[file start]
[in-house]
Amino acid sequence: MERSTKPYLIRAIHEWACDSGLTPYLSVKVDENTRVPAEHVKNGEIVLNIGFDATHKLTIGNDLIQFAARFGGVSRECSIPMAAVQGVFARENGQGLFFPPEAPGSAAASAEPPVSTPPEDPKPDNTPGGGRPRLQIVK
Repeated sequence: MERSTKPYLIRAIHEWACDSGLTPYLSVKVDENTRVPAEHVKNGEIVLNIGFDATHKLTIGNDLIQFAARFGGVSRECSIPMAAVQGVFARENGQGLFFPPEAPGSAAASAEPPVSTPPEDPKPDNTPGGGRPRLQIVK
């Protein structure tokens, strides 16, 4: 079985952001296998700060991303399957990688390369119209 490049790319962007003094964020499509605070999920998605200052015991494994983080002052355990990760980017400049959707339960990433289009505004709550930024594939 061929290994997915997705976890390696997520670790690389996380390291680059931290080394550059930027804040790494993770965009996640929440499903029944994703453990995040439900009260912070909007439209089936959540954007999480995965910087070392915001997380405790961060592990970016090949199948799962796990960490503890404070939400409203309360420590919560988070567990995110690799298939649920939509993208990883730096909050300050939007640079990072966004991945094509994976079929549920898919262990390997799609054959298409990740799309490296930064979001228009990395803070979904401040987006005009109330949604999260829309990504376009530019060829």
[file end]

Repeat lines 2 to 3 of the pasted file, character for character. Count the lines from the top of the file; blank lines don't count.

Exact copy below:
Amino acid sequence: MERSTKPYLIRAIHEWACDSGLTPYLSVKVDENTRVPAEHVKNGEIVLNIGFDATHKLTIGNDLIQFAARFGGVSRECSIPMAAVQGVFARENGQGLFFPPEAPGSAAASAEPPVSTPPEDPKPDNTPGGGRPRLQIVK
Repeated sequence: MERSTKPYLIRAIHEWACDSGLTPYLSVKVDENTRVPAEHVKNGEIVLNIGFDATHKLTIGNDLIQFAARFGGVSRECSIPMAAVQGVFARENGQGLFFPPEAPGSAAASAEPPVSTPPEDPKPDNTPGGGRPRLQIVK